Milstein: great sounds played quietly APPRECIATION

December 23, 1992|By Stephen Wigler | Stephen Wigler,Music Critic

In a world increasingly filled with loud and vulgar violin playing, the death of Nathan Milstein leaves a legacy of quiet eloquence.

Milstein, who died Monday in London at the age of 87 of a heart attack, was not only one of the greatest violinists of the century but also one of the bravest. Violinists play an instrument whose carrying power in the hands of a master is less than that of a trumpet in the mouth of an 8-year-old. While most violinists strive for volume in an attempt to make themselves heard (and, just as frequently, to call attention to themselves), Milstein was never afraid to create the kind of quiet that music often demands.

No one who ever heard him play one of Bach's unaccompanied partitas and sonatas in New York's Carnegie Hall can forget the way the great violinist would go down, down, down in volume until he approached the limits of audible sound. Part of the power of that extraordinary music-making was the presence of 3,000 awestruck listeners holding their breath as the violinist droppedto a quadruple pianissimo.

In many respects Milstein's death is the last chapter in the story of romantic style. Although he was only a little older than such violinists as Issac Stern, Yehudi Menuhin, Joseph Shumsky and the late David Oistrakh, Milstein belonged to an earlier age. Whether it was World War I or whether it was the Russian Revolution, something early in the 20th century put a quietus to romantic expressiveness. The romantic violinists -- whether Fritz Kreisler or Milstein's fellow Russians, Jascha Heifetz, Toscha Seidel and Mischa Elman -- modeled their playing on the human voice; the violinists who followed them -- however beautiful their playing may have been -- merely made the violin sound like an instrument.

Milstein may have enjoyed the longest career of any violinist in history. Almost all string players begin to deteriorate seriously by the time they are 60. But until a broken arm a few years back led to his retirement, Milstein was playing with undiminished virtuosity and intensity. With the possible exception of the slightly older Heifetz, who had stopped playing almost entirely by the 1960s, no fiddler ever matched Milstein's combination of classical taste and technical perfection.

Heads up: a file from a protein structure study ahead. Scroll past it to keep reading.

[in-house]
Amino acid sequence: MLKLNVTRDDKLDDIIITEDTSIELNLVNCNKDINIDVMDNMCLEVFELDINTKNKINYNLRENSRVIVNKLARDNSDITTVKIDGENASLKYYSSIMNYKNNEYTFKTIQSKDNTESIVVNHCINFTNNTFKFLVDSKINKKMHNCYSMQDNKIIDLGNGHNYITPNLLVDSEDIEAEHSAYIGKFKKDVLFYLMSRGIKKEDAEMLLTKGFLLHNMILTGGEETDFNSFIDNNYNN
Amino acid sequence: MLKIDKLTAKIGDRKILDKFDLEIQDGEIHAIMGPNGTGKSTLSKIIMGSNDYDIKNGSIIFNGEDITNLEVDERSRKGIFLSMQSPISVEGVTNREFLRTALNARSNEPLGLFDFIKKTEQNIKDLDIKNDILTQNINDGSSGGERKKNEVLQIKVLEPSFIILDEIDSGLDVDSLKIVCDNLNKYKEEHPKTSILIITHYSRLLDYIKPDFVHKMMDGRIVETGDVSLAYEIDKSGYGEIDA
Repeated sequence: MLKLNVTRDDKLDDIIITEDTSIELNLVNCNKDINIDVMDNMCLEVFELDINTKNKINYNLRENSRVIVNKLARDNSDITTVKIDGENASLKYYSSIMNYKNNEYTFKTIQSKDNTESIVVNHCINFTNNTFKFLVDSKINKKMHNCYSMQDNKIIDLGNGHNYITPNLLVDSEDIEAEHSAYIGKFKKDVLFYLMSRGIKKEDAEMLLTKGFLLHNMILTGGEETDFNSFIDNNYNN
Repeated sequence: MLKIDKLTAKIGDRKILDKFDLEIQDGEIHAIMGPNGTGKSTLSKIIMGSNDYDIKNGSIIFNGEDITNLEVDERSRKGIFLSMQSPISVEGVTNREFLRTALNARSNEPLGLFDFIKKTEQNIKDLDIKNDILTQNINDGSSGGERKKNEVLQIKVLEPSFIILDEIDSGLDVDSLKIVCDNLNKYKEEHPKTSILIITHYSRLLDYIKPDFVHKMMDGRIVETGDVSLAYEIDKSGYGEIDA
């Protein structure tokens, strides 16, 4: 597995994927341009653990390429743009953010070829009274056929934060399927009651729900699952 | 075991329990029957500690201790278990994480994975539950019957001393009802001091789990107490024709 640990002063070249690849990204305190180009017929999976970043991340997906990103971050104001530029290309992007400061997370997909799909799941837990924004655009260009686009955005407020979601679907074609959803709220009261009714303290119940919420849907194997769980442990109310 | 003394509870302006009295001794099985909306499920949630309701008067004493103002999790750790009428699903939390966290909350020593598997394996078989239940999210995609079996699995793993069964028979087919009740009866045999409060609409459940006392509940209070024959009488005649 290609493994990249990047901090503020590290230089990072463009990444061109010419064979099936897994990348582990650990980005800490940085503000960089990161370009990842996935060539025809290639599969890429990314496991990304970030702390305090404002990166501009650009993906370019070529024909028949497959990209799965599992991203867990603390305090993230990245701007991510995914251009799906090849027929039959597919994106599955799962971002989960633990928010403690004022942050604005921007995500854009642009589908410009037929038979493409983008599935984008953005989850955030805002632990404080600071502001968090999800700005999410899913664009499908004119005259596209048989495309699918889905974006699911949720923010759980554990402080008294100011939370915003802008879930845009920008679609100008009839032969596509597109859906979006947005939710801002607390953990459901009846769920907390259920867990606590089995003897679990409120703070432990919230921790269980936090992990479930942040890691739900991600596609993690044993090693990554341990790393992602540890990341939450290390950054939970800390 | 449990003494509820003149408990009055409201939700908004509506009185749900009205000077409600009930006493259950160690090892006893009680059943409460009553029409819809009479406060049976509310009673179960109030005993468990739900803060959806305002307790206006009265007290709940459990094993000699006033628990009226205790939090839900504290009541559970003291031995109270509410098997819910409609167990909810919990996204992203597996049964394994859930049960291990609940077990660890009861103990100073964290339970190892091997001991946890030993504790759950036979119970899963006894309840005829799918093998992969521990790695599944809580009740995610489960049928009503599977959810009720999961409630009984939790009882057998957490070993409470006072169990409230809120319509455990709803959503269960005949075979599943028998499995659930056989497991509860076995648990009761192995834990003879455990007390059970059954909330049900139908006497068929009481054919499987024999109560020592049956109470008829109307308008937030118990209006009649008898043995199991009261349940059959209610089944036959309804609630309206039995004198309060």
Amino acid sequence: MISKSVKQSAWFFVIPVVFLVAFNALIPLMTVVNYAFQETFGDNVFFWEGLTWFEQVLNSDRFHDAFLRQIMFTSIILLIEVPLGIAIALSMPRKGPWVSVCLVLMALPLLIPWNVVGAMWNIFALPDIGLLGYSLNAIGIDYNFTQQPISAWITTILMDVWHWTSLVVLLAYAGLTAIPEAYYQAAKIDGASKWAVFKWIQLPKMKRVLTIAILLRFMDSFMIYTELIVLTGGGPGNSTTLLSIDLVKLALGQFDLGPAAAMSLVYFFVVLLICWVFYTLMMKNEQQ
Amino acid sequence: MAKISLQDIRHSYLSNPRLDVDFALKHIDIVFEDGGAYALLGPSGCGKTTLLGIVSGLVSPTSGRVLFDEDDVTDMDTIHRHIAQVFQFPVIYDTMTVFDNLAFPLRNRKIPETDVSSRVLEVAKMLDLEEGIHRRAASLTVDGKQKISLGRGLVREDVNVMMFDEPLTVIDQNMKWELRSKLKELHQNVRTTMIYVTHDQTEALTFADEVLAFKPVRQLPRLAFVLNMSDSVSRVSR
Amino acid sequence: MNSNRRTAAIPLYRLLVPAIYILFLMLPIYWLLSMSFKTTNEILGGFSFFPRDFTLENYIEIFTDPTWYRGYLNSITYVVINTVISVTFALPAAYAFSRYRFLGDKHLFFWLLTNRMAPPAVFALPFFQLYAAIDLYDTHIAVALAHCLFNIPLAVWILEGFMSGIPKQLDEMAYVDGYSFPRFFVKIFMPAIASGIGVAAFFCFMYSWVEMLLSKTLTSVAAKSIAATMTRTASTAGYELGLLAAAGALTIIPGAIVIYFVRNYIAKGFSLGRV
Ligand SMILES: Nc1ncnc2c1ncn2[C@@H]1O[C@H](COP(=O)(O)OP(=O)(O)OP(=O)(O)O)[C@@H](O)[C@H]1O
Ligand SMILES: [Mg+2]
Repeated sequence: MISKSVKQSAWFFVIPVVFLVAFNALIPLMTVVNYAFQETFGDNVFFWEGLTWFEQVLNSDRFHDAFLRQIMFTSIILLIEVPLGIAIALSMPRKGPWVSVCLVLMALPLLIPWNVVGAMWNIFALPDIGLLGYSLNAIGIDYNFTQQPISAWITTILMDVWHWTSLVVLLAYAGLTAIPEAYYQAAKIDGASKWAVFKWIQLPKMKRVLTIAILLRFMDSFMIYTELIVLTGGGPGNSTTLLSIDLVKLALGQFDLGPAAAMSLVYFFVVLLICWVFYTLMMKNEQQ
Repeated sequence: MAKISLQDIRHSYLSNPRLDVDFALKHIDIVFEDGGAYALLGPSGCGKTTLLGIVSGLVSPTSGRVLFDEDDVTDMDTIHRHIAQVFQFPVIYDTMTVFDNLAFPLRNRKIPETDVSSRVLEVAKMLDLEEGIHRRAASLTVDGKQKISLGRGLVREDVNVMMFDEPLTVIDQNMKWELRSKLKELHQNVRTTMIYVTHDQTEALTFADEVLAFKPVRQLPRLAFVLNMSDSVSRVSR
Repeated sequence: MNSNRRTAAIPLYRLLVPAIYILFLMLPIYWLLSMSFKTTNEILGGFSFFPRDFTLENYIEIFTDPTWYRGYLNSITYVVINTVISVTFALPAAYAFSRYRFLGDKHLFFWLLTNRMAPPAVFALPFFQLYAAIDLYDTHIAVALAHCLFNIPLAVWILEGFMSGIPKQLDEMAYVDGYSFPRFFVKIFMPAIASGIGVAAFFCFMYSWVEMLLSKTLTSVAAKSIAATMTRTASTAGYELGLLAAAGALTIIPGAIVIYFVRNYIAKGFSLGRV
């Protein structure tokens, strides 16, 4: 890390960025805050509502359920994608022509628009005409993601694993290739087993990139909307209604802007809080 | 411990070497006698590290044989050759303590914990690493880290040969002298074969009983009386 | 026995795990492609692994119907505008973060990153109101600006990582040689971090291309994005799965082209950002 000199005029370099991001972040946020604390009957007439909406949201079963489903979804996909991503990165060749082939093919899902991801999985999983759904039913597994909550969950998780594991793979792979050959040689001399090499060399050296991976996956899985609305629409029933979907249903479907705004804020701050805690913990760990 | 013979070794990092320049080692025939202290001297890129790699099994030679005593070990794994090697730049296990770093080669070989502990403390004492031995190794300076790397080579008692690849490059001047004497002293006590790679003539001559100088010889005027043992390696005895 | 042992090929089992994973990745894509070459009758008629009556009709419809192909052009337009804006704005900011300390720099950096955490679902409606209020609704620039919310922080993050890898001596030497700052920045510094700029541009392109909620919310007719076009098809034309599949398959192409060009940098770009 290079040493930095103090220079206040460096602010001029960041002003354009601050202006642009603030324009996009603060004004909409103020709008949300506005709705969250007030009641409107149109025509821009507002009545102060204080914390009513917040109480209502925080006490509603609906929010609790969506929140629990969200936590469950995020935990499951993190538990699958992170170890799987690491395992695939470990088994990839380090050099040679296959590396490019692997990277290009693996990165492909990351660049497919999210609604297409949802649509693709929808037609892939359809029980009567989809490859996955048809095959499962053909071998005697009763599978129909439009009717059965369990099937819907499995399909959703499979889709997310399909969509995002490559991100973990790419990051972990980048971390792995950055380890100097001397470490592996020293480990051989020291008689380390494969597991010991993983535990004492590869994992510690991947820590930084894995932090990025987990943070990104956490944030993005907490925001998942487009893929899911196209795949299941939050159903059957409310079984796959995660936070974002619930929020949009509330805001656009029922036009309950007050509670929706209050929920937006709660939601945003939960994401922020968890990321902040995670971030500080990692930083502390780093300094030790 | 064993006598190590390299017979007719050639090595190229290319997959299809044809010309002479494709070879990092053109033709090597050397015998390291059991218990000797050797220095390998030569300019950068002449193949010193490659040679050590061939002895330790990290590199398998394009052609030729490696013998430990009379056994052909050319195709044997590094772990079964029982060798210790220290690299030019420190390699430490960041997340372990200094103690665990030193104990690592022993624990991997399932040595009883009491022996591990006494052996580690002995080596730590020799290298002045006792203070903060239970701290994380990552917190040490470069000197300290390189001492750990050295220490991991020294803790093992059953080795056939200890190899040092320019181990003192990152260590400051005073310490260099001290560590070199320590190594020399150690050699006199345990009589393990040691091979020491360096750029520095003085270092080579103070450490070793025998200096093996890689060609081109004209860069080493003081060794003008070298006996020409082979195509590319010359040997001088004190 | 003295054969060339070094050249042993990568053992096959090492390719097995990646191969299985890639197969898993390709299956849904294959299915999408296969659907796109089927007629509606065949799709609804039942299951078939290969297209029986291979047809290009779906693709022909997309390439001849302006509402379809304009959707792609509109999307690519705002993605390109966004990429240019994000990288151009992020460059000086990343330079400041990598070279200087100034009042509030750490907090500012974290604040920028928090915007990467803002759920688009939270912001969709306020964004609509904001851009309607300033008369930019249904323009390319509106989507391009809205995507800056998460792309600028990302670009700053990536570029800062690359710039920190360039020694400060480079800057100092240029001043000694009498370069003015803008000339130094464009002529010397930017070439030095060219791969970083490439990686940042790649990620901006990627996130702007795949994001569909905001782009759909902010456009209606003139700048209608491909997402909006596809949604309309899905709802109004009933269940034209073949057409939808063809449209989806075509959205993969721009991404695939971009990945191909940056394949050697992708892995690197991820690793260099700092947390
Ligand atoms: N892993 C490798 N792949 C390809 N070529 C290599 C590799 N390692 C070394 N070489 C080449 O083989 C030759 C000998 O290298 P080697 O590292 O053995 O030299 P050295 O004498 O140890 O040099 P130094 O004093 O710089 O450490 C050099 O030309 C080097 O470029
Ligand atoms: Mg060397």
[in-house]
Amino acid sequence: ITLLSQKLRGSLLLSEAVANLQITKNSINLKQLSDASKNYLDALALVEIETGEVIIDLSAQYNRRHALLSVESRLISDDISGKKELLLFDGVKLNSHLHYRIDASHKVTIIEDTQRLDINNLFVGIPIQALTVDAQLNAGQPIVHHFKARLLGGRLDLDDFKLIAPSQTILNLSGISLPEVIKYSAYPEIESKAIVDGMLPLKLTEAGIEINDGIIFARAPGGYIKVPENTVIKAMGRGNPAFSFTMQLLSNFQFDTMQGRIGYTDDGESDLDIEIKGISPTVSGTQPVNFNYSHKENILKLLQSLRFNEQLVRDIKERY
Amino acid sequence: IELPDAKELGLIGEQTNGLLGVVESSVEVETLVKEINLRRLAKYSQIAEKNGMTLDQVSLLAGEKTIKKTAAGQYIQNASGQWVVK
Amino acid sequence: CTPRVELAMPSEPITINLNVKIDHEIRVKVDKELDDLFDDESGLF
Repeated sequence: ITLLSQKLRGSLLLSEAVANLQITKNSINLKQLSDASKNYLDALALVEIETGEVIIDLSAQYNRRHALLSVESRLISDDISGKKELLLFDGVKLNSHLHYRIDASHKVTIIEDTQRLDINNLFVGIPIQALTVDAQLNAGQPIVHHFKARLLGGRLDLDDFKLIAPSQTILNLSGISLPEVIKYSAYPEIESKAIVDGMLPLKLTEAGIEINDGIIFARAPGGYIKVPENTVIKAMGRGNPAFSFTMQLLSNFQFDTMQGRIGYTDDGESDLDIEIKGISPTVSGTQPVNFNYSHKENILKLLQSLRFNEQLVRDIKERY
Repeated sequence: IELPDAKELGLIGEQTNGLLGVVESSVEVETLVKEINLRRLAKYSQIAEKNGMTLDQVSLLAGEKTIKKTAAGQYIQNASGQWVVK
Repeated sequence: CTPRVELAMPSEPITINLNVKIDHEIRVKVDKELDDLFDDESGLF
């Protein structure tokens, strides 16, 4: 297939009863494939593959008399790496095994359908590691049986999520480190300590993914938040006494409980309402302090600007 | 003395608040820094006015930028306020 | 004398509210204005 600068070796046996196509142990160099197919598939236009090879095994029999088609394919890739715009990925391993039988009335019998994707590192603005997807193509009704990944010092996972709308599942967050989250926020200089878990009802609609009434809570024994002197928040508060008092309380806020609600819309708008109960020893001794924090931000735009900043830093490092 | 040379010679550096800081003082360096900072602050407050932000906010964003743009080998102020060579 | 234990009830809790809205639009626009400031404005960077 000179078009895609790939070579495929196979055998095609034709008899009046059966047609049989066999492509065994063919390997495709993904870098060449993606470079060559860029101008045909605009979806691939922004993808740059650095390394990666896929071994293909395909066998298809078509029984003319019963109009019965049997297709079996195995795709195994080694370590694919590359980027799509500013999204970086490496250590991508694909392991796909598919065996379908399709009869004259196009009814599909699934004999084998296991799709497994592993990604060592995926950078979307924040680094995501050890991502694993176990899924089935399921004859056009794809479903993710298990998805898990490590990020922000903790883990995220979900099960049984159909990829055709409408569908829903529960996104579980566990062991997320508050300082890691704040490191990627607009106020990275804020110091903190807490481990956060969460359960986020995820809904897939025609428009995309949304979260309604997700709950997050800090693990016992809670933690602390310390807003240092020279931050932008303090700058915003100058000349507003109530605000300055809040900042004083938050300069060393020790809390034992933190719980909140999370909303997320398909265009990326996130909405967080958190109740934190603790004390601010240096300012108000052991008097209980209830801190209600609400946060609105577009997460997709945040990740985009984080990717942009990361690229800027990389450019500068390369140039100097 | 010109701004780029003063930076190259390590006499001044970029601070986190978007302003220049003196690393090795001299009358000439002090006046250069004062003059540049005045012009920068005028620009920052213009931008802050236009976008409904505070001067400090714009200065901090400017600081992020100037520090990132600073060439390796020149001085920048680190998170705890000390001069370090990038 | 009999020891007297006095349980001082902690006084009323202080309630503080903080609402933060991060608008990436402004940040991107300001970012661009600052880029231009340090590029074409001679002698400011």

It is strange, therefore, that of this century's genuinely great violinistic careers, Milstein's was the most modest. He was completely uninterested in publicity and his bearing on stage -- composed, aristocratic and elegant -- was such that it was unimaginable to think of him schmoozing with the audience as some of his latter-day successors do. But whenever Nathan Milstein appeared in public, every violinist who could be there was.

Of the great Russian players, he was the least "Russian" sounding -- at least in the mistakenly "Russian" sense of throbbing emotionality. His playing -- while it was fiery and incisive -- was always disciplined and controlled by his remarkable musical intellect. And his playing had the kind of note-to-note integrity that one more often associates with a great composer than with a performer. But if Milstein never played down to audiences, no one knew better than he how to reach them.

"It's not enough to do something expressive, you must first create a need in the audience for what you're going to do and then do it," Milstein's student, the violinist Oliver Steiner, remembers the great violinist telling him.

When Milstein played Saint- Saens' familiar "Introduction and Rondo Capriccioso," it was not the great speed and accuracy -- though his performance had those qualities -- that made him so dazzling and that so raised the emotional thermostat. A little before the music called for a relaxation in the beat, Milstein would accelerate bit by bit by bit -- until he created in the listener a need to hear a deceleration. When that slow down finally arrived in this Spanish-sounding piece, a listener experienced a melting feeling that made him feel almost as he was losing control of his hips and was about to begin dancing deliriously.

And the greater the music got, the greater Milstein got. Every violinist in history has recorded the Bach solo works, but it is the Milstein versions -- he recorded them twice -- that are the favorites of most aficionados. When he played the opening slow movement of the composer's G Minor Sonata, Milstein made one think of the beauties of baroque architecture, treating the anguished chordal outbursts like columns and the legato lines between them as arches.

This was the kind of musical communication in which it was possible to forget that sound was being made. When Nathan Milstein played the violin, it was heart to heart and brain to brain.

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